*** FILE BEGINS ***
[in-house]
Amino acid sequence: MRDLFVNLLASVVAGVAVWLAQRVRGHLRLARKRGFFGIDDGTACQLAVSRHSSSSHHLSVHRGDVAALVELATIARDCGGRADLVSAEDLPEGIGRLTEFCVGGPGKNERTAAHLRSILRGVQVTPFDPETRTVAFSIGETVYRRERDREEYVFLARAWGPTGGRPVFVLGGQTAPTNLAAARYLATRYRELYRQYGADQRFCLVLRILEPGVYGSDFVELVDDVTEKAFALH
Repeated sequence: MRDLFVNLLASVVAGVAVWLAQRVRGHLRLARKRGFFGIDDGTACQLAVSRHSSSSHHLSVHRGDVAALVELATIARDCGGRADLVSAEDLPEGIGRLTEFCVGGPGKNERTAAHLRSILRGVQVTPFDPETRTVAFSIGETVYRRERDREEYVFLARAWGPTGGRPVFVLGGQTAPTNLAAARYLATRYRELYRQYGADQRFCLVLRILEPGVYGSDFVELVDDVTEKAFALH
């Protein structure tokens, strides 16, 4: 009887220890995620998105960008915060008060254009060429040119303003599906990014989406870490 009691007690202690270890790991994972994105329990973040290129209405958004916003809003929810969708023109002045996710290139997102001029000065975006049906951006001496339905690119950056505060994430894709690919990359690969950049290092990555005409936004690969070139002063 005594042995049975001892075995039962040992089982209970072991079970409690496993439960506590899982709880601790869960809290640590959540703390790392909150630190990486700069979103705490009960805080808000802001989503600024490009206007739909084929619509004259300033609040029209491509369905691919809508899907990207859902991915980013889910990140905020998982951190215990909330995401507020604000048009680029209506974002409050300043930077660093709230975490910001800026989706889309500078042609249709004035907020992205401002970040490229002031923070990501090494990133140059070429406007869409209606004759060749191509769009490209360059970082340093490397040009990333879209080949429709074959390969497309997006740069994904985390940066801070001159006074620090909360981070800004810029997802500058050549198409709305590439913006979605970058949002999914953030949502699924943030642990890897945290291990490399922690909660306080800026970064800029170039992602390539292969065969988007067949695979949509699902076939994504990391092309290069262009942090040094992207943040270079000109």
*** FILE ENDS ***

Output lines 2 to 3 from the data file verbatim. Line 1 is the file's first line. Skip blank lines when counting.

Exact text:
Amino acid sequence: MRDLFVNLLASVVAGVAVWLAQRVRGHLRLARKRGFFGIDDGTACQLAVSRHSSSSHHLSVHRGDVAALVELATIARDCGGRADLVSAEDLPEGIGRLTEFCVGGPGKNERTAAHLRSILRGVQVTPFDPETRTVAFSIGETVYRRERDREEYVFLARAWGPTGGRPVFVLGGQTAPTNLAAARYLATRYRELYRQYGADQRFCLVLRILEPGVYGSDFVELVDDVTEKAFALH
Repeated sequence: MRDLFVNLLASVVAGVAVWLAQRVRGHLRLARKRGFFGIDDGTACQLAVSRHSSSSHHLSVHRGDVAALVELATIARDCGGRADLVSAEDLPEGIGRLTEFCVGGPGKNERTAAHLRSILRGVQVTPFDPETRTVAFSIGETVYRRERDREEYVFLARAWGPTGGRPVFVLGGQTAPTNLAAARYLATRYRELYRQYGADQRFCLVLRILEPGVYGSDFVELVDDVTEKAFALH